She shot an even par 72 that day, and closed out her match on the 16th green. On the famed Donald Ross design, that's an enviable score for any golfer.

After graduating from U.S. Kids, and playing on the PJGT tour a few years, Anderson qualified for the Peggy Kirk Bell Tour (PKBT), a preeminent junior girls golf tour, where she quickly became a force. Each of the past three years, she has competed in multiple events, and has racked up multiple wins on tour.

The most notable win came in 2010 at The Richmond Classic, held at Hunting Hawk Golf Club, near her hometown in Virginia. On the way to her victory, and a Major Championship on tour, Anderson shot a 66, which until a few weeks ago stood as the women's course record.

Last summer as just a freshman, Anderson won the Virginia High School League Girl's Golf State Championship by shooting a 69-67, which stands as a VHSL Girl’s Golf State record. And this year, Lyberty sits atop the Order of Merit on the PKBT, early in the season.

Outside of her dominance at the junior level, she has also won the past three Richmond Women's Golf Association titles, winning her first title as a 7th grader.

"The first time I saw Lyberty, she was maybe 8 or 9 years old, and when she introduced herself she said, if you want my autograph, you can have it, because I'm going to be somebody someday," Boodie McGurn, multiple champion of the RWGA, said.

But McGurn sensed no arrogance about the young golfer that day. Instead, she noticed an air of confidence that was quickly supported by incredible talent and poise for such a young person.

"Lyberty, like most kids these days, gets up to the tee and rips it a mile (regularly over 300 yards). Sometimes into the trees, but always a mile," McGurn said. "And she is never worried about her next shot. Like Bubba Watson, if she has a swing, she has a shot."

Having such a great start to her career has garnered Anderson much-deserved regional and national attention. Last summer, she accepted one of two sponsor exemptions to play in the Eagle Classic, an LPGA Future's Tour Event at Richmond Country Club. She shot even par 72 on the first day, and under horrible weather conditions, an 83 on the second day.

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"The first thing Lyberty did when she walked off 18 green after shooting 83 was apologize to the tournament director for her poor play," Wayne said. "She was so disappointed with her round that she failed to realize what a great feat she had just accomplished."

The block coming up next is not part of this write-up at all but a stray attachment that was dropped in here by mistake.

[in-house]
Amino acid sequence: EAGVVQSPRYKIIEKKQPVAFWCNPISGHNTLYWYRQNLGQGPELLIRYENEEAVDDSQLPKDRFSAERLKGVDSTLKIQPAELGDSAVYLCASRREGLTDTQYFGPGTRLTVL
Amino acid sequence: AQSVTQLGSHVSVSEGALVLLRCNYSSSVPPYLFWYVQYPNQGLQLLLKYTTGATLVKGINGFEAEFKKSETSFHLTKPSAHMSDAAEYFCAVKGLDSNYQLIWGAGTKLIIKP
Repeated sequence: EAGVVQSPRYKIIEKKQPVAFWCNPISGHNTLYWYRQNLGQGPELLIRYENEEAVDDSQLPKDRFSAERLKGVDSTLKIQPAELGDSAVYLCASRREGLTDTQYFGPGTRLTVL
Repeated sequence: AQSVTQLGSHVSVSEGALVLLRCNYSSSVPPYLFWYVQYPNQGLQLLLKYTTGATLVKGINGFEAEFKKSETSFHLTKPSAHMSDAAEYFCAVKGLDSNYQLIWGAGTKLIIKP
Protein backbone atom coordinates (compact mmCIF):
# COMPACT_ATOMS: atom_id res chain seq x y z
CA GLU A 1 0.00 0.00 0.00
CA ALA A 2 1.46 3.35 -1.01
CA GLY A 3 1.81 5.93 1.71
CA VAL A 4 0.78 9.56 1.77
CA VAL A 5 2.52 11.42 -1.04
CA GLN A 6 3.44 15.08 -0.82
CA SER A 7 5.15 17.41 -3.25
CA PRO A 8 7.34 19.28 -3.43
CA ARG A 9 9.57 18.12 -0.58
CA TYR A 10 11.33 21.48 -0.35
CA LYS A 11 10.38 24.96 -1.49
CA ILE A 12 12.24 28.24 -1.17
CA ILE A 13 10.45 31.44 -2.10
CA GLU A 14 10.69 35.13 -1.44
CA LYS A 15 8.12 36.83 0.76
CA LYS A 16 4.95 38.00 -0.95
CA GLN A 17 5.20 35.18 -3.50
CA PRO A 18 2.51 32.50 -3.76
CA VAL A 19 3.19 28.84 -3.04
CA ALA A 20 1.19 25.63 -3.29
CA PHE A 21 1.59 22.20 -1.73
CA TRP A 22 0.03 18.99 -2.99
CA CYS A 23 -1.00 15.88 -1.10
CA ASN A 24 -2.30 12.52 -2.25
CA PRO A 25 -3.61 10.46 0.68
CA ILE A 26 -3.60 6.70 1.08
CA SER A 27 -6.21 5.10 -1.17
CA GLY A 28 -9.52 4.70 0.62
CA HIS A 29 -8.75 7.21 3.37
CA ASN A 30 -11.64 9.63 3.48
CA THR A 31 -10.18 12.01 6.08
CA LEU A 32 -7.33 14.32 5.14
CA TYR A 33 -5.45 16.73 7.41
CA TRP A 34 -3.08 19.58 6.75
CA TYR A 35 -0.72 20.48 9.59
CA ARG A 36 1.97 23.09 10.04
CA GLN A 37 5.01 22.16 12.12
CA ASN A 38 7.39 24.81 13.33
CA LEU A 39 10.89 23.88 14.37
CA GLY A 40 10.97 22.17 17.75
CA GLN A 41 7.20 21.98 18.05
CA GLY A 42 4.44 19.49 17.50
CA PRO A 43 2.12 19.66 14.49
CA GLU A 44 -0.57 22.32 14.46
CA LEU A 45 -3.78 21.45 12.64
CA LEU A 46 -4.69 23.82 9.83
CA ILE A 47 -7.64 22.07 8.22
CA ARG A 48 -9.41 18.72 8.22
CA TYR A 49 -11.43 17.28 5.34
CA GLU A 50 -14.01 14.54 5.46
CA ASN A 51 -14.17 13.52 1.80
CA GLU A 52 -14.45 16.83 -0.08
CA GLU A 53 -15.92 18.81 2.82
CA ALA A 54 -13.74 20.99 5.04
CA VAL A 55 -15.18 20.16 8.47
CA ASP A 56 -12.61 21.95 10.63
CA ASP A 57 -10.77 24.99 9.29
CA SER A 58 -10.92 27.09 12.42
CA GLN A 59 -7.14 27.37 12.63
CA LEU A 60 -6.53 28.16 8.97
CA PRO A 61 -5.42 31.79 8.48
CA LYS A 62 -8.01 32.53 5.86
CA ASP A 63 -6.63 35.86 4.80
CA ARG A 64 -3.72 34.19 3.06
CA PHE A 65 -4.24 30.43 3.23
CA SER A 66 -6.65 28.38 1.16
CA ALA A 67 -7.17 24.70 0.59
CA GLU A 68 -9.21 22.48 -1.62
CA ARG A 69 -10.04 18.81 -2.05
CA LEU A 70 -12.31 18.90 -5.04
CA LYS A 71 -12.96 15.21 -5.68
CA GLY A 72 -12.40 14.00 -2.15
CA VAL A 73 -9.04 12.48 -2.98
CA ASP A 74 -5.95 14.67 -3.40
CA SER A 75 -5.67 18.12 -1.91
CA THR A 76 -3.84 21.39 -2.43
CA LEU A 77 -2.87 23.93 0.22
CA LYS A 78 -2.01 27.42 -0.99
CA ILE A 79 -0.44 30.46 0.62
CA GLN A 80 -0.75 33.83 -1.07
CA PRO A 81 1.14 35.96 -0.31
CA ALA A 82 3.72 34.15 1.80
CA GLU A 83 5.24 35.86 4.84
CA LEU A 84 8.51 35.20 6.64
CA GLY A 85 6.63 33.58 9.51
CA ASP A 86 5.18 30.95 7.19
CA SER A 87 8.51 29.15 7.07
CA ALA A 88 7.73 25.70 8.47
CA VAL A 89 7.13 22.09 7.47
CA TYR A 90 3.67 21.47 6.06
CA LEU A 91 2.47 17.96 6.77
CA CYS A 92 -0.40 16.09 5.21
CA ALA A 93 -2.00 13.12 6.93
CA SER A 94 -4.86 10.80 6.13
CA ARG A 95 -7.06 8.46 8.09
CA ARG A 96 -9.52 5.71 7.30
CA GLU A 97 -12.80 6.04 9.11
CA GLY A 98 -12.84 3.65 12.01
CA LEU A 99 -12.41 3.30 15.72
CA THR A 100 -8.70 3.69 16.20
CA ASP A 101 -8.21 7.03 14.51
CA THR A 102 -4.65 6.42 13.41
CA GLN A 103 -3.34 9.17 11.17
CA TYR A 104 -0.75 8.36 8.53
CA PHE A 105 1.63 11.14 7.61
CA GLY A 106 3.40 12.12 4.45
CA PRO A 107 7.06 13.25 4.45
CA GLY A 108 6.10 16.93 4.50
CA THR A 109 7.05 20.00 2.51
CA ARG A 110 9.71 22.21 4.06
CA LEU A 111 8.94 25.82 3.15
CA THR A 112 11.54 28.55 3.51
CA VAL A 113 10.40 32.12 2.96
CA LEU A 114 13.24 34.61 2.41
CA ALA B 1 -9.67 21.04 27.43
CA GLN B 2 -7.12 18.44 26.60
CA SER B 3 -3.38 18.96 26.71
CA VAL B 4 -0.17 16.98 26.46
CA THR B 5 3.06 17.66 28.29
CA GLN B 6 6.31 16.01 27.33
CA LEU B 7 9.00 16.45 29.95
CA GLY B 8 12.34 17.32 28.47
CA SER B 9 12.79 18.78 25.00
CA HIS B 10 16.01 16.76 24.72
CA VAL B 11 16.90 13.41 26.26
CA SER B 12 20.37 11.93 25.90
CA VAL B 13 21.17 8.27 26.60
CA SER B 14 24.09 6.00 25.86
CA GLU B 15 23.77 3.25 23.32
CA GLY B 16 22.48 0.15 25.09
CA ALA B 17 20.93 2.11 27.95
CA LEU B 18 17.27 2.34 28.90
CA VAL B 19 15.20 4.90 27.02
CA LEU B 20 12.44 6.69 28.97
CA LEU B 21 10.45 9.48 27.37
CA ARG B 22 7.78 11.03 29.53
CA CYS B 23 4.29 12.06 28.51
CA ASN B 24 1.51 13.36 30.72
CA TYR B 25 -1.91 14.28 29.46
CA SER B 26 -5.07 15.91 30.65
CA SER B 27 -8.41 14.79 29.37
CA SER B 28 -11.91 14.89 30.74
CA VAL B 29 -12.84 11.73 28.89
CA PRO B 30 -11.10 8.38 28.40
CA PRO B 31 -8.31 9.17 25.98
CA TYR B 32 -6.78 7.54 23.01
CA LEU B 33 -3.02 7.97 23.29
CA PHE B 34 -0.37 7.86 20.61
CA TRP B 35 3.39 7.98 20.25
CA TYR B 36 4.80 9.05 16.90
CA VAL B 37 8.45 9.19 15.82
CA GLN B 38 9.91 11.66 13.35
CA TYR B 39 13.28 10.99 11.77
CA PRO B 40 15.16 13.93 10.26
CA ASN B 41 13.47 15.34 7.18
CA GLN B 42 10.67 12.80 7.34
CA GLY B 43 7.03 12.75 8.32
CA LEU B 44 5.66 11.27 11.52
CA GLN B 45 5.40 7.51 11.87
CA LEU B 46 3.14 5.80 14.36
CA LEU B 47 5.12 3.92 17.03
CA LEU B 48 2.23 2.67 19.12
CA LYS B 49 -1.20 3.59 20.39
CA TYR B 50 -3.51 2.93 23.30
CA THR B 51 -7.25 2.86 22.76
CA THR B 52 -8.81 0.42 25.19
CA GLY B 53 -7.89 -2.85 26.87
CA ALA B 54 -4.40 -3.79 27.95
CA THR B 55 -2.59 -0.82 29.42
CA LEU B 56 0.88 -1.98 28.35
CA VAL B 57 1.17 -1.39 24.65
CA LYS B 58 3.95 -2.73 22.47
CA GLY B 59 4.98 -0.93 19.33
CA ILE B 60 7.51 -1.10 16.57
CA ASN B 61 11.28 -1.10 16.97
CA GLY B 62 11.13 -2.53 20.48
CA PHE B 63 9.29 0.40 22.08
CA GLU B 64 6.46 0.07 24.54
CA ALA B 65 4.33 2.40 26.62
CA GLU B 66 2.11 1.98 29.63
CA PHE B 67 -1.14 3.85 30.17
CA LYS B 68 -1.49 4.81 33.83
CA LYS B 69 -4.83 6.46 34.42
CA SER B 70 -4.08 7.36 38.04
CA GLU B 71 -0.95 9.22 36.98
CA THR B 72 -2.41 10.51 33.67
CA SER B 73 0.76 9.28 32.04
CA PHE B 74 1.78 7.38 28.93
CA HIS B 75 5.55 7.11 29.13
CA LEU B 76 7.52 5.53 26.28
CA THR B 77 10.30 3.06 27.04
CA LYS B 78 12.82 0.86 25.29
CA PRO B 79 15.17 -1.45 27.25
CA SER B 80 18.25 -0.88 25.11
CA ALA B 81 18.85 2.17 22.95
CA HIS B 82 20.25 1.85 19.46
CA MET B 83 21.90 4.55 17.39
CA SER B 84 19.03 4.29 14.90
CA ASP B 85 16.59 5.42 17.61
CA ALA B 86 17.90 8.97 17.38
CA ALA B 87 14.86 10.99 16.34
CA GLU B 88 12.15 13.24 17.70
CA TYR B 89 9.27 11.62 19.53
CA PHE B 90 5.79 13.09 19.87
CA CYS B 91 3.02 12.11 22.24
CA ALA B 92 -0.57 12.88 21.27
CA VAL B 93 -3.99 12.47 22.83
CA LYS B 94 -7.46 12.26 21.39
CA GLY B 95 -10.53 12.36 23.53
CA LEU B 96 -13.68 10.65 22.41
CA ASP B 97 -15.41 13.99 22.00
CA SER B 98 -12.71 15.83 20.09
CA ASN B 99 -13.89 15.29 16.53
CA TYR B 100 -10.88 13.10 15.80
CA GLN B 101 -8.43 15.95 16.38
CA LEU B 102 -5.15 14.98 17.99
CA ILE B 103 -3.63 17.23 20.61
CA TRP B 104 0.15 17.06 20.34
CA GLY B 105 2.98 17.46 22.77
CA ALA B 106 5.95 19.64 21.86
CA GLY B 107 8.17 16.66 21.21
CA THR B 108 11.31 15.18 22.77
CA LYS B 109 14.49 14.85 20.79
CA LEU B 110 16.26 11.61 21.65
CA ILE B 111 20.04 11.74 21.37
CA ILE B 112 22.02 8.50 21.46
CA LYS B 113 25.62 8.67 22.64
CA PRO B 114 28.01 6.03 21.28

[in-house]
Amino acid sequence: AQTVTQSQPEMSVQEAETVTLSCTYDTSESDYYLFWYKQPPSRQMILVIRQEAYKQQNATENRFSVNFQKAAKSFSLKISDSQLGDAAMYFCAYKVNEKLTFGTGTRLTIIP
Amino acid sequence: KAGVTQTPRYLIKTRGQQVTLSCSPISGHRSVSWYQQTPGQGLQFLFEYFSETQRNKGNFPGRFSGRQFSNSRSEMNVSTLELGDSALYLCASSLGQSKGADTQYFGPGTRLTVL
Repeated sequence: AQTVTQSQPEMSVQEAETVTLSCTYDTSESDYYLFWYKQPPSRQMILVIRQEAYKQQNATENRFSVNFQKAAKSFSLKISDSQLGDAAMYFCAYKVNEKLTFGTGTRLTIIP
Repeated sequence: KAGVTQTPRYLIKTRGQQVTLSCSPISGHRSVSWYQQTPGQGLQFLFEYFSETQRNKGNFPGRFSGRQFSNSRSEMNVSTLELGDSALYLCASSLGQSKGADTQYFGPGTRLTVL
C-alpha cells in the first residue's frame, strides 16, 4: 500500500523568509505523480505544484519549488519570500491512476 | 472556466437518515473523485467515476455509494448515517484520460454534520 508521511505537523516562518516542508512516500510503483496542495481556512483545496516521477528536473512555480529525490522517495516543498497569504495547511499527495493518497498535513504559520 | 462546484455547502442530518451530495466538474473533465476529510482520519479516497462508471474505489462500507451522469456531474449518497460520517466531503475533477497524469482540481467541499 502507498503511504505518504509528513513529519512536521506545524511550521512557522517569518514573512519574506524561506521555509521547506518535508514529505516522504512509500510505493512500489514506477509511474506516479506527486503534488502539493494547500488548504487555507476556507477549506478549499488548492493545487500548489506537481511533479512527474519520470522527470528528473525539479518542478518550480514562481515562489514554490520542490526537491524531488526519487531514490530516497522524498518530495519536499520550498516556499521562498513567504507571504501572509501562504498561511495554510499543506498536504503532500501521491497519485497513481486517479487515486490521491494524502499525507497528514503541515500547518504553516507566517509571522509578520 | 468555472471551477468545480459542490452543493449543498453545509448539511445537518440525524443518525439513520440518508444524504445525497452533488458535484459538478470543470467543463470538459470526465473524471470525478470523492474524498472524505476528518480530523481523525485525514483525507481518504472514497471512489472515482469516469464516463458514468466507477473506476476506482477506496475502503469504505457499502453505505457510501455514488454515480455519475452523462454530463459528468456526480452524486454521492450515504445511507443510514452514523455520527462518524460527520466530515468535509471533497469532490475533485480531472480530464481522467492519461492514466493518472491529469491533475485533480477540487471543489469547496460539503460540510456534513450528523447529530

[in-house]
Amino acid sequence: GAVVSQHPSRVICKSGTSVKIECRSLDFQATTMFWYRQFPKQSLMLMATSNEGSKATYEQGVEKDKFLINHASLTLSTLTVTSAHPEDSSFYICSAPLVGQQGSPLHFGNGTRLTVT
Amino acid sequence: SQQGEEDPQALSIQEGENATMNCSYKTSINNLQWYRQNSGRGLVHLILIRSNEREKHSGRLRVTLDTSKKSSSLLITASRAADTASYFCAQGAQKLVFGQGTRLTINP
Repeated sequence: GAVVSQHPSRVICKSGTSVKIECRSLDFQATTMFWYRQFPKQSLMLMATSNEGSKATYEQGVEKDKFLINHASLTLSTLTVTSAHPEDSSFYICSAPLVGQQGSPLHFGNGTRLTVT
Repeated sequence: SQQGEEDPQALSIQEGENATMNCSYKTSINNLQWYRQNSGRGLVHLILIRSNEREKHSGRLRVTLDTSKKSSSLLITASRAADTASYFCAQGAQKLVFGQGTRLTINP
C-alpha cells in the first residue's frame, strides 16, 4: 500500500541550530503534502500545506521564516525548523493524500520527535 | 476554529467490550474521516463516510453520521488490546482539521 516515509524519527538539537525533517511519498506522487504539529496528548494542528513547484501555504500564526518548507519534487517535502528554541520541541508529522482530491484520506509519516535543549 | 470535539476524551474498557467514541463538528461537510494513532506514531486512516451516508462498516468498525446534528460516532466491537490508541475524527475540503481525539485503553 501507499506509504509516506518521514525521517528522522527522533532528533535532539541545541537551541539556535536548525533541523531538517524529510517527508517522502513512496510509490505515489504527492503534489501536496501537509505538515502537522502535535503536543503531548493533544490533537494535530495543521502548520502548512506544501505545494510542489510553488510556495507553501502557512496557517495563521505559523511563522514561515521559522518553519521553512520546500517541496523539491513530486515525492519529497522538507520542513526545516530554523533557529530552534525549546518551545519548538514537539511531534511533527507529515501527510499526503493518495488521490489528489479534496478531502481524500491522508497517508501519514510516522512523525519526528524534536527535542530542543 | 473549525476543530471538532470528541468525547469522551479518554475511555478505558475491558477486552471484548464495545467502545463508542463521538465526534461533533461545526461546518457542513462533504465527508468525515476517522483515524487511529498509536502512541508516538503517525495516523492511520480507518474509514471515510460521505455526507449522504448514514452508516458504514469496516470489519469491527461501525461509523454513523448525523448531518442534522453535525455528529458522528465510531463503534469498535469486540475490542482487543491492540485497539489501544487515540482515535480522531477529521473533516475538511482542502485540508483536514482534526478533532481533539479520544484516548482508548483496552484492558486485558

But The tournament director was so impressed with Anderson that he has invited her back to play again this summer. She has that date circled on her calendar, and redemption is on her mind.

Currently the 176th ranked junior golfer in the world, she has quite a resume, and will be highly sought after by college coaches in the fall. But what best separates her from the 175 girls above her in the junior world rankings, is not only how she has gotten where she is today on the course, but also who she is off the course.

When Anderson is not playing golf or riding lawn mowers, she is fulfilling a passion that demonstrates just who she really is -- a kid with a heart as big as her golf swing.

On April 25, she co-hosted the inaugural "It'z A New Day Golf Tournament" that raised more than $5,000 for two local charities, one of which is the Children's Hospital.

Out of all of the tee shots she has hit during her golf career, none was more nerve-racking than the one she hit to commence her tournament.

"To be able to help those kids means the world to me," Anderson said. "They are such an inspiration to me; they really put everything into perspective."

Anderson, still a kid herself, has two more years in high school before she takes on the next chapter in her life, which in all likelihood will include highly competitive college and amateur golf.

After that, Anderson wants to play professionally on the LPGA Tour, before becoming a golf fitness instructor or college coach. Based on everything that she has done so far, both in and through the game of golf, there is every reason to believe that she will accomplish her goals and then some.

If growing up conventionally in golf (hours at a country club, with a swing coach and mono-focused on the game) is the measuring stick, then she is an absolute failure. But if learning to excel at golf through passion and grit, and understanding that the game is merely an outlet to leave the world a better place than you found it, then Anderson sits atop the leader board.

Because when she's in the trees and has to hit a 40-yard hook to win, like Bubba did to win The Masters, she knows she can do it.

With all that promise exploding with each swing, there’s only one question left to ask: When's the "Golf Girls" video coming out?

"Stay tuned,” Anderson grinned and said, "You never know."

-- William R. "Rob" Sievers is a Partner and Chair of the Sports and Entertainment Law practice group at TaylorWalker PC in Richmond, Va. Follow him on Twitter @SportsEsquire.

An (unedited) interview with Anderson after a 66 at the Hunting Hawk Classic